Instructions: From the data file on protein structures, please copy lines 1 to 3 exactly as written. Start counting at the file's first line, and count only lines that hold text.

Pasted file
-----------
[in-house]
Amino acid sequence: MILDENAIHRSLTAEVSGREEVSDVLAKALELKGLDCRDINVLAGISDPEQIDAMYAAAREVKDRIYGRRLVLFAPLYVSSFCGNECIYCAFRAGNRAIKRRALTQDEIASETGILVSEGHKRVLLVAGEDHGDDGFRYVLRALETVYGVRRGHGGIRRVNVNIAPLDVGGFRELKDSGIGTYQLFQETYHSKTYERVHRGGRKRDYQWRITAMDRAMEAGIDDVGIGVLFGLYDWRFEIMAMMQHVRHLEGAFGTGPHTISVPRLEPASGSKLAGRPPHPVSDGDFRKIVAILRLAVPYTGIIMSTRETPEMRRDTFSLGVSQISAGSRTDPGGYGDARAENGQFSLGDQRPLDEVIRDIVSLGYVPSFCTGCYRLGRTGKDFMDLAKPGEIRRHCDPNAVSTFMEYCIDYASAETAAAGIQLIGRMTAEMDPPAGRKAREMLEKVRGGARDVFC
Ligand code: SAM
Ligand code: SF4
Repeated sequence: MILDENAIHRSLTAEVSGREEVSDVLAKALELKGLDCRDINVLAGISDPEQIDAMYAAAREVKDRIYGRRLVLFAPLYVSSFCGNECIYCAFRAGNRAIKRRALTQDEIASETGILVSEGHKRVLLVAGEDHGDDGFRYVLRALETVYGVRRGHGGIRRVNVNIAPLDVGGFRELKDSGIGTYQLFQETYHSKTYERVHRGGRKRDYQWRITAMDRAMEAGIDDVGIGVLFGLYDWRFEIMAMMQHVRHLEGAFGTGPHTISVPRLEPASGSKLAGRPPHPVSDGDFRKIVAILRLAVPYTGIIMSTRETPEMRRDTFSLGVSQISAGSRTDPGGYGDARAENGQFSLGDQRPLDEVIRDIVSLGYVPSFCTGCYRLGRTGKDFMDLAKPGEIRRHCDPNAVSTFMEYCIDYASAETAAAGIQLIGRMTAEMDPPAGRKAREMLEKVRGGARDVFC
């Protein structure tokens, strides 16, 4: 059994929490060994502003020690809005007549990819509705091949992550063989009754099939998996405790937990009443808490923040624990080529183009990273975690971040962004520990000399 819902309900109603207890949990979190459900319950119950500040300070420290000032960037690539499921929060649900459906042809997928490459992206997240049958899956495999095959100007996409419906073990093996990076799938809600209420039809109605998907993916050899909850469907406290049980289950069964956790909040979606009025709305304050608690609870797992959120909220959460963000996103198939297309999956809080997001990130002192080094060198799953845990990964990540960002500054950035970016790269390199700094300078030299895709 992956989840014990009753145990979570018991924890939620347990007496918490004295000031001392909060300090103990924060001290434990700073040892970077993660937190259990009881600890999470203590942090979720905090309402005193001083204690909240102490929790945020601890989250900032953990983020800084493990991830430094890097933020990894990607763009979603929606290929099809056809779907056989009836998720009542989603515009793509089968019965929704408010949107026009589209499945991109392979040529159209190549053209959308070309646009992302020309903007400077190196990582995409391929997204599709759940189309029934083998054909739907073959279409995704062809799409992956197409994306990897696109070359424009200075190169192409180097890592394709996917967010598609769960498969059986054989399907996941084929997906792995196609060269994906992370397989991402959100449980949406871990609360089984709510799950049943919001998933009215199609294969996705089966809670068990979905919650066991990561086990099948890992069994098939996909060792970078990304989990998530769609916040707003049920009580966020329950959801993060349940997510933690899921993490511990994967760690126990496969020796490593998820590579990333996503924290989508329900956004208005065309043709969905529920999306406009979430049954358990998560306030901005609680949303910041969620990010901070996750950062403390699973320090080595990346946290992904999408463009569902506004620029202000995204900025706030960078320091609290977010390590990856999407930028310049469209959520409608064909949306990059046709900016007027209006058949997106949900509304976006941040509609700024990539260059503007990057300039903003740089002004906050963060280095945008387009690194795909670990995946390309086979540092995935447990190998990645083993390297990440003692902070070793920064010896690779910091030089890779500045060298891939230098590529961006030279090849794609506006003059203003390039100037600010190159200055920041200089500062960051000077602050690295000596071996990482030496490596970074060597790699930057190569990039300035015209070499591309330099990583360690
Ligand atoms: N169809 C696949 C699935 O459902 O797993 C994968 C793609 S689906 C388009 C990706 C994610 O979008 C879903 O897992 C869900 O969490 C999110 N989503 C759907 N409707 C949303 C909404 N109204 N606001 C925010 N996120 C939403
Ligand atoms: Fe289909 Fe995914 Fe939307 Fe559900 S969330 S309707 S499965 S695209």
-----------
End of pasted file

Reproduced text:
[in-house]
Amino acid sequence: MILDENAIHRSLTAEVSGREEVSDVLAKALELKGLDCRDINVLAGISDPEQIDAMYAAAREVKDRIYGRRLVLFAPLYVSSFCGNECIYCAFRAGNRAIKRRALTQDEIASETGILVSEGHKRVLLVAGEDHGDDGFRYVLRALETVYGVRRGHGGIRRVNVNIAPLDVGGFRELKDSGIGTYQLFQETYHSKTYERVHRGGRKRDYQWRITAMDRAMEAGIDDVGIGVLFGLYDWRFEIMAMMQHVRHLEGAFGTGPHTISVPRLEPASGSKLAGRPPHPVSDGDFRKIVAILRLAVPYTGIIMSTRETPEMRRDTFSLGVSQISAGSRTDPGGYGDARAENGQFSLGDQRPLDEVIRDIVSLGYVPSFCTGCYRLGRTGKDFMDLAKPGEIRRHCDPNAVSTFMEYCIDYASAETAAAGIQLIGRMTAEMDPPAGRKAREMLEKVRGGARDVFC
Ligand code: SAM